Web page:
As you correctly point out, the Wi-Fi Alliance is designed to help vendors sell products and help consumers understand which products work with others. Leaving out "N" would be irresponsible on both counts. There is already great awareness about the "N" standard and "N" products offering higher speeds, so at this point "N" has to be included in the name of the certification.
More Blogs from Nearpoints
And change its name, too
A great truth, again
And you thought it wouldn't fit
Featured Video
From The Founder
The 'gleaming city on a hill,' Steve Saunders calls it. But who is going to take us from today's NFV componentry to the grand future of a self-driving network? Here's a look at the vendors hoping to make it happen.
Flash Poll
Upcoming Live Events
September 28, 2017, Denver, CO
October 18, 2017, Colorado Convention Center - Denver, CO
November 1, 2017, The Royal Garden Hotel
November 1, 2017, The Montcalm Marble Arch
November 2, 2017, 8 Northumberland Avenue, London, UK
November 2, 2017, 8 Northumberland Avenue – London
November 10, 2017, The Westin Times Square, New York, NY
November 30, 2017, The Westin Times Square
All Upcoming Live Events
Infographics
With the mobile ecosystem becoming increasingly vulnerable to security threats, AdaptiveMobile has laid out some of the key considerations for the wireless community.
Hot Topics
Could 5G Have Found Its Glass Ceiling?
Dan Jones, Mobile Editor, 9/20/2017
1 Million Pirate Set-Top Boxes Sold in the UK
Aditya Kishore, Practice Leader, Video Transformation, Telco Transformation, 9/20/2017
Comcast Shuts Down OTT Again
Mari Silbey, Senior Editor, Cable/Video, 9/19/2017
Photo Highlights: Operations Transformation Forum 2017
Ray Le Maistre, International Group Editor, 9/17/2017
WiCipedia: Endangered Species, 'the Pao Effect' & Bad Actors
Eryn Leavens, Special Features & Copy Editor, 9/22/2017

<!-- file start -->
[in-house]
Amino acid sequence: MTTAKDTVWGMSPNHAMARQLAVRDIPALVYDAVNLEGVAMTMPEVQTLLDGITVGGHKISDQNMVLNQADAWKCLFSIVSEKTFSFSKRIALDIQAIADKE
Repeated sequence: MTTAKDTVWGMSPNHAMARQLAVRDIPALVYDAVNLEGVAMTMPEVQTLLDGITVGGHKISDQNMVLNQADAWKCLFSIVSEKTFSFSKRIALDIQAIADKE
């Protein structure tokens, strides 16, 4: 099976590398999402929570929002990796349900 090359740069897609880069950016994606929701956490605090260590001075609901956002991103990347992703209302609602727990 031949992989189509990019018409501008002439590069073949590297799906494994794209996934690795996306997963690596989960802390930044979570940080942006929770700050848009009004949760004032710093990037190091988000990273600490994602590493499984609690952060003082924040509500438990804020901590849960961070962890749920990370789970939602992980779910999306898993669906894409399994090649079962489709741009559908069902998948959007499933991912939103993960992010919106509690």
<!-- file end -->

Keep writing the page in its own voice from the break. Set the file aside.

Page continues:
Animals with Phones
Live Digital Audio

Understanding the full experience of women in technology requires starting at the collegiate level (or sooner) and studying the technologies women are involved with, company cultures they're part of and personal experiences of individuals.

During this WiC radio show, we will talk with Nicole Engelbert, the director of Research & Analysis for Ovum Technology and a 23-year telecom industry veteran, about her experiences and perspectives on women in tech. Engelbert covers infrastructure, applications and industries for Ovum, but she is also involved in the research firm's higher education team and has helped colleges and universities globally leverage technology as a strategy for improving recruitment, retention and graduation performance.

She will share her unique insight into the collegiate level, where women pursuing engineering and STEM-related degrees is dwindling. Engelbert will also reveal new, original Ovum research on the topics of artificial intelligence, the Internet of Things, security and augmented reality, as well as discuss what each of those technologies might mean for women in our field. As always, we'll also leave plenty of time to answer all your questions live on the air and chat board.

Like Us on Facebook
Twitter Feed